Spring 2007

Challenging Darwin’s theory of sexual selection

Author
Joan Elizabeth Roughgarden

Joan Roughgarden, a Fellow of the American Academy since 1993, is professor of biological sciences and geophysics at Stanford University. Her publications include “Theory of Population Genetics and Evolutionary Ecology” (1979), “Anolis Lizards of the Caribbean” (1995), “Evolution's Rainbow” (2004), which won a Stonewall Prize for nonfiction from the American Library Association, and, most recently, “Evolution and Christian Faith: Reflections of an Evolutionary Biologist” (2006).

May a biologist in these polarized times dare suggest that Darwin is a bit wrong about anything? Even worse, does a biologist risk insult, ridicule, anger, and intimidation to suggest that Darwin is incorrect on a big issue? We have a test case before us. Darwin appears completely mistaken in his theory of sex roles, a subject called the ‘theory of sexual selection.’1

In his 1871 book The Descent of Man, and Selection in Relation to Sex, Darwin wrote: “Males of almost all animals have stronger passions than females,” and “the female . . . with the rarest of exceptions is less eager than the male . . . she is coy.”2 Notice that the exceptions are dismissed as empirically insignificant (“almost all,” “rarest of exceptions”), so that, for all practical purposes, males are universally “passionate” and females collectively “coy.”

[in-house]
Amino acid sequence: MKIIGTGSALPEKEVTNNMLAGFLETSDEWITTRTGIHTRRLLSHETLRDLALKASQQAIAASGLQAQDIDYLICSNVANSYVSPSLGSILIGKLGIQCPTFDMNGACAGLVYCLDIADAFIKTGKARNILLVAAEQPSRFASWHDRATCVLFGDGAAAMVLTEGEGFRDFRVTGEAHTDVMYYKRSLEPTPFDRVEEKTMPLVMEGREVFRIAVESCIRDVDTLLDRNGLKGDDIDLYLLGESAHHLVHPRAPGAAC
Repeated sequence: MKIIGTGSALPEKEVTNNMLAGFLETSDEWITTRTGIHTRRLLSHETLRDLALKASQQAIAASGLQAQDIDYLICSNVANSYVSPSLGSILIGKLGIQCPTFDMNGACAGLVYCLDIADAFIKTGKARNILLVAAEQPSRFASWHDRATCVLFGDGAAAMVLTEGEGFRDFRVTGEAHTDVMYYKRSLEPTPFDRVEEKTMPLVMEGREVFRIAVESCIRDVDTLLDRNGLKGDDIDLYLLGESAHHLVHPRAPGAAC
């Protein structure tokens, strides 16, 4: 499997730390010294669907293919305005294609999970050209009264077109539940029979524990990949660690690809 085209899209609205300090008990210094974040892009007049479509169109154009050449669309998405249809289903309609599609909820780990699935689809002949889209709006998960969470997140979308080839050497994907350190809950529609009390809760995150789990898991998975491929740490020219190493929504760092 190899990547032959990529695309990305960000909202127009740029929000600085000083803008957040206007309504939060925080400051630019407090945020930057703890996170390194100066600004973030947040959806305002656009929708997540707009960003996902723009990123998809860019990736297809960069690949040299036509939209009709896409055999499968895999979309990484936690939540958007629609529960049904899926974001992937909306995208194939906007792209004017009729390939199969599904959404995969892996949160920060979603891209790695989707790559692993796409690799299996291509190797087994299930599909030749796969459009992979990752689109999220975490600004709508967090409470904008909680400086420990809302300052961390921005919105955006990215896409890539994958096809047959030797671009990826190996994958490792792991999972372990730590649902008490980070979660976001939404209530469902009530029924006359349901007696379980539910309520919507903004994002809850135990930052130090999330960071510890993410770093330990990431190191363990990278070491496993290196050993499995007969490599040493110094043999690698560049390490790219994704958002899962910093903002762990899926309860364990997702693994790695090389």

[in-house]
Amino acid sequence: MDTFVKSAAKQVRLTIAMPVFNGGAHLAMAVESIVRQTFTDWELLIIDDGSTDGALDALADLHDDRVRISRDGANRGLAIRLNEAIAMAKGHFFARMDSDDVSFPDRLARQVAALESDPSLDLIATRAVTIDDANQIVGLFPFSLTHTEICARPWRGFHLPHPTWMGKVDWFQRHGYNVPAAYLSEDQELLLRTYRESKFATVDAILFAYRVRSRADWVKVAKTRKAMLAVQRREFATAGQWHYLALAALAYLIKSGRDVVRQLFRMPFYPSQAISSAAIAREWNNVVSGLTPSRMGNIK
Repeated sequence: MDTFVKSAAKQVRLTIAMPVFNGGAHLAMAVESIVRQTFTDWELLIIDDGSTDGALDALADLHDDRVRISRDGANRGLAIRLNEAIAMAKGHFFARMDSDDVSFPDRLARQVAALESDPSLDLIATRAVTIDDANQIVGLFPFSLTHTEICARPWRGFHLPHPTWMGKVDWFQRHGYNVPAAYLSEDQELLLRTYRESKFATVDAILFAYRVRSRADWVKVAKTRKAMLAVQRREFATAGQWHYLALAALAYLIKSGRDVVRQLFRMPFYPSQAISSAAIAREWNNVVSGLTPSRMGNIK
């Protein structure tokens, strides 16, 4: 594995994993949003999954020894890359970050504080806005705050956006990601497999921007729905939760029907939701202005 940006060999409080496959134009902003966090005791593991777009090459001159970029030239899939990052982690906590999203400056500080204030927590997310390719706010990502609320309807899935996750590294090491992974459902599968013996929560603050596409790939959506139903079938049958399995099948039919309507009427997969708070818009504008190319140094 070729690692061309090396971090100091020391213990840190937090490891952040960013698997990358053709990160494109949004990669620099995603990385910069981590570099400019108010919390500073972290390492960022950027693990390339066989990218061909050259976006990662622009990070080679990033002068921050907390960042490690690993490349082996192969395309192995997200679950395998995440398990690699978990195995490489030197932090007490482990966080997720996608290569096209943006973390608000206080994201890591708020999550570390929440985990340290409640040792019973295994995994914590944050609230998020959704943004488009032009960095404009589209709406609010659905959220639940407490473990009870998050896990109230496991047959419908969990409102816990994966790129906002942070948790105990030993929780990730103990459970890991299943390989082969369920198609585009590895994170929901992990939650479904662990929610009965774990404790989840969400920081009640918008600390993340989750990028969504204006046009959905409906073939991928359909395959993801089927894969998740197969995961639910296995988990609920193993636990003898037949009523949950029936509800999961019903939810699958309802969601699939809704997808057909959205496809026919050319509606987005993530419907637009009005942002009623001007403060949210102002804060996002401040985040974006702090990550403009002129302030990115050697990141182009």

To explain this claim, Darwin considered the joint mechanisms of male-male competition and female choice. He envisioned that males compete for access to females, while females choose superior males on the basis of success in male-male competition and/or perceived beauty. In effect, through their choice of mates, females breed their offspring to have their mates’ desirable traits, “just as man can improve the breed of his game-cocks by the selection of those birds which are victorious in the cockpit.” Another example: “Many female progenitors of the peacock must [have], by the continued preference of the most beautiful males, rendered the peacock the most splendid of living birds.” From a masculinist perspective, acquisition of females is a just reward for victory in male-male combat. From a maternalist perspective, the duty of females is to bed the victors, thus endowing their offspring with valuable traits.

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Endnotes

  • 1J. Roughgarden, Evolution’s Rainbow: Diversity, Gender and Sexuality in Nature and People (Berkeley: University of California Press, 2004).
  • 2C. Darwin, The Descent of Man, and Selection in Relation to Sex, facsimile edition (Princeton, N.J.: Princeton University Press, 1871).
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